May 29 should be a day that Commissioner Rob Manfred and the 30 owners of Major League Baseball pop champagne corks. Why? Because it was on this day in 1922 that the decision in Federal Baseball Club v. National League, 259 US 200 (1922) came down. That’s the decision in which the Supreme Court ruled that federal antitrust laws did not apply to baseball because, in the mind of Justice Oliver Wendell Holmes and the other eight justices, “the business is giving exhibitions of base ball” is not interstate commerce.
While there are far worse Supreme Court decisions on record in terms of intent and effect, Federal Baseball does stand as one of the worst reasoned decisions ever. Mostly because Justice Holmes really, really just wanted the baseball owners to win, logic and the law be damned.
Why? Let’s look at how it all came down and it becomes clear.
After a lot of chaos, turmoil and shaking out of upstart leagues and teams in the late 19th Century, baseball, as a business, was doing quite well by the early 19-teens. The National League and American League had a decade or so of peaceful and organized co-existence, the World Series was well-established, and big stars were becoming national, as opposed to merely local, celebrities. Against that backdrop a couple of efforts were made to form competitor leagues to get in on some of that action.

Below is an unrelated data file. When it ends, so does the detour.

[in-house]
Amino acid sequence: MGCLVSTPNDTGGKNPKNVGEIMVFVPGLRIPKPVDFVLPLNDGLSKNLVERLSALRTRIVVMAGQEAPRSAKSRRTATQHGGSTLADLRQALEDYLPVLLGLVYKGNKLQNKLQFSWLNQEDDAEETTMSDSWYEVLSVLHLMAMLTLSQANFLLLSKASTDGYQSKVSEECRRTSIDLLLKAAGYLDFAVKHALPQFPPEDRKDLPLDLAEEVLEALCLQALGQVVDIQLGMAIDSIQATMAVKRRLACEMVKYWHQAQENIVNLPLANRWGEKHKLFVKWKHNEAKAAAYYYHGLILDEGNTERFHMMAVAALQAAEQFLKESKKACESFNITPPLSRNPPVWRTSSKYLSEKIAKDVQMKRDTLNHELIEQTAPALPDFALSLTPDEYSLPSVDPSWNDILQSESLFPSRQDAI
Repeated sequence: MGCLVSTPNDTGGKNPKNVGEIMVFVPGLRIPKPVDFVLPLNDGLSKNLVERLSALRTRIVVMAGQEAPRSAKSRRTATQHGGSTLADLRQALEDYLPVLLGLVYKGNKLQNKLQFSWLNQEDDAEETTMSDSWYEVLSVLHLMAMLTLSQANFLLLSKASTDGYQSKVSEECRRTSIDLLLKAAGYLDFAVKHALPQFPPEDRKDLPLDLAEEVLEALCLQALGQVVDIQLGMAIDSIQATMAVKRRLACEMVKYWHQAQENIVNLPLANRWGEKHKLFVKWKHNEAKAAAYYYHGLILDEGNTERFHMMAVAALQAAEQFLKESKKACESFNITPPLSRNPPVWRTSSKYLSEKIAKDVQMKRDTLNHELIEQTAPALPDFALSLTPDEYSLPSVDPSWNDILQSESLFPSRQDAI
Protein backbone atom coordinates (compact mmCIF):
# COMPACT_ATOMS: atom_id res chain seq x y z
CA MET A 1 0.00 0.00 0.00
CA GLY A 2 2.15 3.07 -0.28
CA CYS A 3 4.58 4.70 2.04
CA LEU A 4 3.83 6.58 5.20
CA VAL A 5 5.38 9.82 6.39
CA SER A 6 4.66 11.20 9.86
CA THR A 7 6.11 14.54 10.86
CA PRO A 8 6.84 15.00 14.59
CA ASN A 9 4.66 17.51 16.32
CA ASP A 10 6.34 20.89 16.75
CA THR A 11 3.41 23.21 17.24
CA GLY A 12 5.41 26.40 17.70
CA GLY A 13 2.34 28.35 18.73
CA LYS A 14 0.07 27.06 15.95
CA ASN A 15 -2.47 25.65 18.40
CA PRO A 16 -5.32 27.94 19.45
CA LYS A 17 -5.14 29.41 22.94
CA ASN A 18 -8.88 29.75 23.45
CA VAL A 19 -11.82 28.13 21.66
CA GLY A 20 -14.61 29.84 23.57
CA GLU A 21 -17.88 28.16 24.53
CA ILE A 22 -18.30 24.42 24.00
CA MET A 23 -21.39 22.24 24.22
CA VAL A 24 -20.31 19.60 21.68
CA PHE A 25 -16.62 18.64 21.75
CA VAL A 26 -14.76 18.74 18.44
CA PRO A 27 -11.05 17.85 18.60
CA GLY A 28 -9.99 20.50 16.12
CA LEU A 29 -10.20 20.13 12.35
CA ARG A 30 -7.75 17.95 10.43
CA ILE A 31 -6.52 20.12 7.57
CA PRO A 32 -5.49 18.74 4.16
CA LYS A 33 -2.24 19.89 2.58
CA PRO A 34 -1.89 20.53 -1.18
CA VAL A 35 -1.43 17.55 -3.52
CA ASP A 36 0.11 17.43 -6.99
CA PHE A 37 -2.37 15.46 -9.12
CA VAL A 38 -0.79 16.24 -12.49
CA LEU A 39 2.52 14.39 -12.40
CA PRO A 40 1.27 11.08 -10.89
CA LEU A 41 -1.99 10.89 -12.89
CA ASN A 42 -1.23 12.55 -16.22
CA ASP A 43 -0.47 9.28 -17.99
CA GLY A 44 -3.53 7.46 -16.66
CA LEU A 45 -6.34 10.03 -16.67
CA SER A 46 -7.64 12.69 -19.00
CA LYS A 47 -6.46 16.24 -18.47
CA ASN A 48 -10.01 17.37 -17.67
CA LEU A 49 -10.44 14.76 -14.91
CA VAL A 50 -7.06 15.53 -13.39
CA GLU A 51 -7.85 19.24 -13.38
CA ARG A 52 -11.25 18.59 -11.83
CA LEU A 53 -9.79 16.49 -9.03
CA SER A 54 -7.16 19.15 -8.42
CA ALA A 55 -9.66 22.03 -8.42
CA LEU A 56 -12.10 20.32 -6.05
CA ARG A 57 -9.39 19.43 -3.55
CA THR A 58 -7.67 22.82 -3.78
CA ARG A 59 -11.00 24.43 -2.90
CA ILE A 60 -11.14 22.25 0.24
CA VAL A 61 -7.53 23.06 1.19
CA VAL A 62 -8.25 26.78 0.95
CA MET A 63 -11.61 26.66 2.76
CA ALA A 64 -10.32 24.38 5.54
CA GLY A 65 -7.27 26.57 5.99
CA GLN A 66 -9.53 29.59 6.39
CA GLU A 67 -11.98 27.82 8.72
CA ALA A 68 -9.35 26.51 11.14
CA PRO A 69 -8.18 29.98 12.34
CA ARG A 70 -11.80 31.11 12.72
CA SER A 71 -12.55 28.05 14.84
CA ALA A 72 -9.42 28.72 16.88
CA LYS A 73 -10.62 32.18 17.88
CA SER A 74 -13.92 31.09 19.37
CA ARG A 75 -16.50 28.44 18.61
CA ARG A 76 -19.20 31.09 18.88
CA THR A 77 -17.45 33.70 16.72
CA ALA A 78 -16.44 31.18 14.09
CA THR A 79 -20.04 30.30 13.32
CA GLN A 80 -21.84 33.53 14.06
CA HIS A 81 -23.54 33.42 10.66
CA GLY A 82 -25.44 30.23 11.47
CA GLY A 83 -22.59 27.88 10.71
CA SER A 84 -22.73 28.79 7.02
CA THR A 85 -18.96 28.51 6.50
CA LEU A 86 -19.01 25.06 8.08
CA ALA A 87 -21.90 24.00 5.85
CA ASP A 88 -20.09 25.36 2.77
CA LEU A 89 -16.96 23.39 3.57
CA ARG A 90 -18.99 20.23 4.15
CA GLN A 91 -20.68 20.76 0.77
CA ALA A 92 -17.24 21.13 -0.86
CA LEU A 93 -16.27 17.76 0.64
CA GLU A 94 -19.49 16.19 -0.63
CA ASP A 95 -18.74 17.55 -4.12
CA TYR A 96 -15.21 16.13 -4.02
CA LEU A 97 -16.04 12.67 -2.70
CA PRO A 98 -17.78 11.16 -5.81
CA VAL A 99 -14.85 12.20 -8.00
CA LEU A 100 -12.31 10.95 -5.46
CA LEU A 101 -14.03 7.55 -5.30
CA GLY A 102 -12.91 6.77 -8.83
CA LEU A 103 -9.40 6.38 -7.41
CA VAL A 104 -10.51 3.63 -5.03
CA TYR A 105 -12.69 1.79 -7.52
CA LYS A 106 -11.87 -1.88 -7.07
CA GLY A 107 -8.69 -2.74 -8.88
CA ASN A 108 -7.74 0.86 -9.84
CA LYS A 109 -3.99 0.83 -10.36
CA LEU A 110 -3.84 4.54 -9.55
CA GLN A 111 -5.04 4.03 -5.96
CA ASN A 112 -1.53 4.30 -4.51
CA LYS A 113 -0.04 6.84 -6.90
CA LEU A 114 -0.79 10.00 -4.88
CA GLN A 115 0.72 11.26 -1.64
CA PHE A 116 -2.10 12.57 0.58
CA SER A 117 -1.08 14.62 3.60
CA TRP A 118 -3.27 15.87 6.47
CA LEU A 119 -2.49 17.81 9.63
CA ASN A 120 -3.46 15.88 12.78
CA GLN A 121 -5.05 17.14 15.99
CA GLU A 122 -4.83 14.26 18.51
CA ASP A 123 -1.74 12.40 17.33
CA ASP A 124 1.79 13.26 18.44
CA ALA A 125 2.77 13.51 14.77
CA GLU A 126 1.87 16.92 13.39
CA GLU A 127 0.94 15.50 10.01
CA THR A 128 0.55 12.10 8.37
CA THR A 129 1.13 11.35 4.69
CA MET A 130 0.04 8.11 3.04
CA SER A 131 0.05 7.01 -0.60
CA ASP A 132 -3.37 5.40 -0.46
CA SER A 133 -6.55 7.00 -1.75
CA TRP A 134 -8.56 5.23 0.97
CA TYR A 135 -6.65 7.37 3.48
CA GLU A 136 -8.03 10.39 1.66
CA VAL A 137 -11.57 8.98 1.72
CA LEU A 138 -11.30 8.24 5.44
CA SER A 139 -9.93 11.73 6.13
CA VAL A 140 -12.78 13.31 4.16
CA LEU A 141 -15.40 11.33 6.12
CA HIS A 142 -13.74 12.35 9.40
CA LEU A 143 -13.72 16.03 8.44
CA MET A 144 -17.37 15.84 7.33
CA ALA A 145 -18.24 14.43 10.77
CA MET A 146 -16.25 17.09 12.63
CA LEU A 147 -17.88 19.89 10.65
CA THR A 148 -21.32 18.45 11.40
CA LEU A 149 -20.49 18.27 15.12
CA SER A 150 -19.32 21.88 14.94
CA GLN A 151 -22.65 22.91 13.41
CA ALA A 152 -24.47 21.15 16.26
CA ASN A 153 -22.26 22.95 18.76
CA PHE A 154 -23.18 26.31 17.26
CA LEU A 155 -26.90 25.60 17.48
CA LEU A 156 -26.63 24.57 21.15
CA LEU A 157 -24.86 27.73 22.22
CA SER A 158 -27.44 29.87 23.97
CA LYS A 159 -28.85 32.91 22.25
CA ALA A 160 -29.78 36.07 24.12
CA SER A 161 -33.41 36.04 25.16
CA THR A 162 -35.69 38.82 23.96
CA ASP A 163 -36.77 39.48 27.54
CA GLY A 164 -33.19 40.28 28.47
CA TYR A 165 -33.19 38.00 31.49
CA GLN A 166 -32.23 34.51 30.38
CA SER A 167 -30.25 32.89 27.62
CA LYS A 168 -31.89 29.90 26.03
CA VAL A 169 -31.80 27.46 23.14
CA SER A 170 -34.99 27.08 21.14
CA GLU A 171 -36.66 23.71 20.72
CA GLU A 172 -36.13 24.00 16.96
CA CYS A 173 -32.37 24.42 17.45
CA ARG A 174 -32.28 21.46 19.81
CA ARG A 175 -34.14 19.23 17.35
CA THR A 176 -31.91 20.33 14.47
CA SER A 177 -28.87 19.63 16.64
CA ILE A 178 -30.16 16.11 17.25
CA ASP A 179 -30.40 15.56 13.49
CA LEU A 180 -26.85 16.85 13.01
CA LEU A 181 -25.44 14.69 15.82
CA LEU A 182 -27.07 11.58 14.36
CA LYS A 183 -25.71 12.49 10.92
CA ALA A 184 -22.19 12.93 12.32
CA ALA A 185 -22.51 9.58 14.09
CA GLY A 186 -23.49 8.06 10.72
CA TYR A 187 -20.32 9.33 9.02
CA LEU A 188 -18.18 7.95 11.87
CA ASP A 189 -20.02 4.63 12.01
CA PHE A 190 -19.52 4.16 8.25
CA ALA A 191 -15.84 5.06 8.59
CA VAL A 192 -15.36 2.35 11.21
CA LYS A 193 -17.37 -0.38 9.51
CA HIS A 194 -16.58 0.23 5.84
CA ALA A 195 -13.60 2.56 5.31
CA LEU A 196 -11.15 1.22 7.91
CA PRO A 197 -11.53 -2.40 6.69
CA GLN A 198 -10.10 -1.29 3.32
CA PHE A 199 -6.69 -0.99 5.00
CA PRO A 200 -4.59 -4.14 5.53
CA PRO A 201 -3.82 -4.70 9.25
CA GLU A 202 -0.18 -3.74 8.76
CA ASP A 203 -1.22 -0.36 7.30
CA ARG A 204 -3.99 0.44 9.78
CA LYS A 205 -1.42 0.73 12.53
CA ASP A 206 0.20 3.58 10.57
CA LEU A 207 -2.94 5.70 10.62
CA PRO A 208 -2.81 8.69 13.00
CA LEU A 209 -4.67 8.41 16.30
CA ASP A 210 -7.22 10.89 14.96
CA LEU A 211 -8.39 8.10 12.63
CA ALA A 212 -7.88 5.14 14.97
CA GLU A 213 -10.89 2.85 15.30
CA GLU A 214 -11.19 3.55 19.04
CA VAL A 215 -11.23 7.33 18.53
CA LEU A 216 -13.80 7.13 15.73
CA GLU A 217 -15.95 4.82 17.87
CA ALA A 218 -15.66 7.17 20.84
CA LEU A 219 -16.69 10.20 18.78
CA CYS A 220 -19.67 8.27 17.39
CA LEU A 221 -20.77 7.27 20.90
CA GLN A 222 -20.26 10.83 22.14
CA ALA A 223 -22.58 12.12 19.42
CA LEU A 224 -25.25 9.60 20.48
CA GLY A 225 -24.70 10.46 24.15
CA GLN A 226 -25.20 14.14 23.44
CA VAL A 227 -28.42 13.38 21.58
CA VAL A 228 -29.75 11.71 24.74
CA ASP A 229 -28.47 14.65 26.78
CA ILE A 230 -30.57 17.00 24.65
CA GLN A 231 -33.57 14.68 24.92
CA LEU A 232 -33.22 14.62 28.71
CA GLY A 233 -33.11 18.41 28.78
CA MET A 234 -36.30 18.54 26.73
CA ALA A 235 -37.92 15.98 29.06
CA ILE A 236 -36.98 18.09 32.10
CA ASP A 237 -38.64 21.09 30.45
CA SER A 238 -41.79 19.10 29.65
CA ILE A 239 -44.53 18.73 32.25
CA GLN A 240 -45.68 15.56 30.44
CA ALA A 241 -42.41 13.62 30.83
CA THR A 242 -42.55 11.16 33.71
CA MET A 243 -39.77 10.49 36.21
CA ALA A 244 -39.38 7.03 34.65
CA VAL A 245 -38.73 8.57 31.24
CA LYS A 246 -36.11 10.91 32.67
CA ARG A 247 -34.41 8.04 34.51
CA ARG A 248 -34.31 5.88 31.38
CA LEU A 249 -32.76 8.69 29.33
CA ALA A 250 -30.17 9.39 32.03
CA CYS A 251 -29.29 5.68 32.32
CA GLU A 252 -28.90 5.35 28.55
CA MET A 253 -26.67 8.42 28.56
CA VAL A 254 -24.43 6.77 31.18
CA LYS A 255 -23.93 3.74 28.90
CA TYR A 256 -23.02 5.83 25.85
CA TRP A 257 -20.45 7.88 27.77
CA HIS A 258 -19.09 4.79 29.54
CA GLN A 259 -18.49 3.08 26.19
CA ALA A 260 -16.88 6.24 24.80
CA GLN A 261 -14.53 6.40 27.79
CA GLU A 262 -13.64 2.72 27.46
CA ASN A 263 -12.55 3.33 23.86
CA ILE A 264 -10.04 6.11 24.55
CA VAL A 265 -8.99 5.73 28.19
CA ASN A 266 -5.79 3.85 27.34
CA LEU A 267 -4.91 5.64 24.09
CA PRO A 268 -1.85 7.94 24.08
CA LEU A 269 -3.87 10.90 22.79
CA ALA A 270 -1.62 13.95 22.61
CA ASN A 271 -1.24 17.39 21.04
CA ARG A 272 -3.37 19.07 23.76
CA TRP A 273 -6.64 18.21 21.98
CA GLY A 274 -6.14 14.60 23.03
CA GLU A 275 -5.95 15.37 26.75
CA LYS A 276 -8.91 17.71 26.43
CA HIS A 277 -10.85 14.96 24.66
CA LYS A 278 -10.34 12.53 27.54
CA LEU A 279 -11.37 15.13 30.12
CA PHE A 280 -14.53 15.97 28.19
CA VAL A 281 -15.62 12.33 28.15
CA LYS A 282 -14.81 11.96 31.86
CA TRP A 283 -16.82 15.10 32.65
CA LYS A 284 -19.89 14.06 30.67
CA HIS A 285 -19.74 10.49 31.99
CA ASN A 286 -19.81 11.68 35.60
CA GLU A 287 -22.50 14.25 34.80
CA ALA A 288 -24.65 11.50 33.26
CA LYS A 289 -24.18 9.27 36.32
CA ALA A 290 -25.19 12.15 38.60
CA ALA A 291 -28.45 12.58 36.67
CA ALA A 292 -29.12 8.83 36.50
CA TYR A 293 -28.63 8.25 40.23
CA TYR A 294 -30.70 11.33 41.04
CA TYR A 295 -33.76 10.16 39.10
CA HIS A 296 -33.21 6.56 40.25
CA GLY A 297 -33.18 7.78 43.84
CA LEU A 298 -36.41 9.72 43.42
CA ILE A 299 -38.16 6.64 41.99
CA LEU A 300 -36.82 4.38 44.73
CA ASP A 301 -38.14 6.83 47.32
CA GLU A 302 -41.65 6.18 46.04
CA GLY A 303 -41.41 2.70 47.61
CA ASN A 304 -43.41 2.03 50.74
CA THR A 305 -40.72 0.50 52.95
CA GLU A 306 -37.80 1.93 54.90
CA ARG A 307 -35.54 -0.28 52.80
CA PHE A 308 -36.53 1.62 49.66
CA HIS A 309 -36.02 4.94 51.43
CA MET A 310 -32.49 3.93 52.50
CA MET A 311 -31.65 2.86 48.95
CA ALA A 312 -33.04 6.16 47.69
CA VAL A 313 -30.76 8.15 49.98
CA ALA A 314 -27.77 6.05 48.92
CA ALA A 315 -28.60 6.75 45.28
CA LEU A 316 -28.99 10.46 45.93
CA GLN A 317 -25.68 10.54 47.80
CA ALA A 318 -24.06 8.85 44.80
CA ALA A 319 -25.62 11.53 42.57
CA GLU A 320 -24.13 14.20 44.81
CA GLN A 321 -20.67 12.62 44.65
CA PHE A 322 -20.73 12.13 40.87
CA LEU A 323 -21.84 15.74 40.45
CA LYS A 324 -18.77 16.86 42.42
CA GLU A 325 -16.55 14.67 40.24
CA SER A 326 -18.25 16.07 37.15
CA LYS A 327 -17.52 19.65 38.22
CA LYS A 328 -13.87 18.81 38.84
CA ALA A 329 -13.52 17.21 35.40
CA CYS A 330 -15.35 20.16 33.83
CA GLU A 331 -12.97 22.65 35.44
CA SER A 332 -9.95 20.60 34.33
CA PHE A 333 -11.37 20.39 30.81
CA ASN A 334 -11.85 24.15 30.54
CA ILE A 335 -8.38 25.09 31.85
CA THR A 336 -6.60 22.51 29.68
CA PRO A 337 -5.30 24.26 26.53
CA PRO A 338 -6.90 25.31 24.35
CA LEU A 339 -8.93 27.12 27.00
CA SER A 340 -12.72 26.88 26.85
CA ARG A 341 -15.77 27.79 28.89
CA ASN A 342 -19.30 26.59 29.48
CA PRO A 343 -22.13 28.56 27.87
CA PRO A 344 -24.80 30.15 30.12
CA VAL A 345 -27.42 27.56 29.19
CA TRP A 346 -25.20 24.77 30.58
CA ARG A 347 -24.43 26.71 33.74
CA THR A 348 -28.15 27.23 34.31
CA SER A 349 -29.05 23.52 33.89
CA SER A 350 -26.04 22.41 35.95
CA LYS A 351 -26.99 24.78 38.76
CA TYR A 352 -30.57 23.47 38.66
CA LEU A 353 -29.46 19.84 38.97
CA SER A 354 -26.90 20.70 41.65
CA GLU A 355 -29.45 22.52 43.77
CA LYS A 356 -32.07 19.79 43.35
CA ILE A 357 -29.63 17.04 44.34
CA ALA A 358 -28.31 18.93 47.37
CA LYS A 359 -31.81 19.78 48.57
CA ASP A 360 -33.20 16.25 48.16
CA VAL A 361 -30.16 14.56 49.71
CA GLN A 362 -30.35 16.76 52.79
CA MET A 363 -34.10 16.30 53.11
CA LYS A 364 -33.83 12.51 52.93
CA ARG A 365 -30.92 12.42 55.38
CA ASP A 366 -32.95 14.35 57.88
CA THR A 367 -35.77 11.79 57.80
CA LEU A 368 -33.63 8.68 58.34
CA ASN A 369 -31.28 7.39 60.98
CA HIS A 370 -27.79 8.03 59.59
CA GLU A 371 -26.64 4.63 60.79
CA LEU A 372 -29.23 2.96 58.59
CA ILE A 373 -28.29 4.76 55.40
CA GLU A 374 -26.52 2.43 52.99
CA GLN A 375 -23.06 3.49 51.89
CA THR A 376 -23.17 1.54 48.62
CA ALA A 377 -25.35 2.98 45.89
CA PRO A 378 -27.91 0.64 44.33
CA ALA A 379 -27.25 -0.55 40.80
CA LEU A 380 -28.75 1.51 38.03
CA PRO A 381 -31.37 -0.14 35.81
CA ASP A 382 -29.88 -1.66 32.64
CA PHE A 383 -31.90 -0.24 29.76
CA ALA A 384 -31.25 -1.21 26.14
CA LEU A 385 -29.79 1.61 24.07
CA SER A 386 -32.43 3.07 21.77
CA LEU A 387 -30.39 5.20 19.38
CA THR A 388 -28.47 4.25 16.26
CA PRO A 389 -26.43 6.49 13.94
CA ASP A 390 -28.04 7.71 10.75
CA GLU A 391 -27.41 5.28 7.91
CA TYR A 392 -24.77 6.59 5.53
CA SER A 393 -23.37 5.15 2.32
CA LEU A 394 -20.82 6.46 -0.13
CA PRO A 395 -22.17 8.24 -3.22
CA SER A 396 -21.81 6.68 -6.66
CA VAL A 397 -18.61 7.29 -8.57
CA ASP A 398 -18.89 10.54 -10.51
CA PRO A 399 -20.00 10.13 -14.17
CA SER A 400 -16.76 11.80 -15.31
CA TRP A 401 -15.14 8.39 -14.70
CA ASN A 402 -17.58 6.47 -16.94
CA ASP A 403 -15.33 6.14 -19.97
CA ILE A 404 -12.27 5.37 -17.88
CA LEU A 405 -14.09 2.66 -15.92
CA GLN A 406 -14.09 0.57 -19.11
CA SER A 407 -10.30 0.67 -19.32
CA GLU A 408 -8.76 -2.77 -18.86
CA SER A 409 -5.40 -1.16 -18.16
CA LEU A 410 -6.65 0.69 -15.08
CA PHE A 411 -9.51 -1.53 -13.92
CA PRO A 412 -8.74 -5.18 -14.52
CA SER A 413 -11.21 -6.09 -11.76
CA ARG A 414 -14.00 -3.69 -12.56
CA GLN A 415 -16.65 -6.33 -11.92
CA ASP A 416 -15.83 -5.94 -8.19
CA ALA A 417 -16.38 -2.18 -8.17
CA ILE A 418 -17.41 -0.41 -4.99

In 1912 something called The United States League began play, primarily on the east coast. It lasted three games and then folded. At the same time, a man named John T. Powers started the Columbian League, primarily in the Midwest. That actually lasted a whole 120-game season. In 1913 he reorganized it as the Federal League. It began play that year a six-team minor league with clubs in Indianapolis, Chicago, Cleveland, St. Louis, Kansas City and Pittsburgh. The league expanded to eight clubs for the 1914 season, with clubs in Baltimore, Brooklyn, and Buffalo (Cleveland was folded) proclaimed itself a major league and declared war on the NL and AL.
And it was pretty successful for a while. Federal League clubs lured away some stars from the established leagues including Joe Tinker, Mordecai “Three-Finger” Brown, Hal Chase, Eddie Plank, Chief Bender, Ed Konetchy, and Lee Magee. They almost got Walter Johnson too, before Senators owner Clark Griffith personally traveled to Big Train’s home in Kansas and outbid the Feds.
While many believe financial difficulties were what sunk the league, that wasn’t the case, at least not fully. Yes, they had some cash flow problems and a couple of teams weren’t well-managed, but league backers included millionaires such as the ice magnate Phil Ball, oil baron Harry Sinclair and the industrialist George Ward. The Federal League drew pretty good crowds, enjoyed two years with exciting pennant races and even built a nice ballpark in Chicago, Weeghman Park, to be the home of the Chicago Whales. You may be familiar with that park under its later name, Wrigley Field.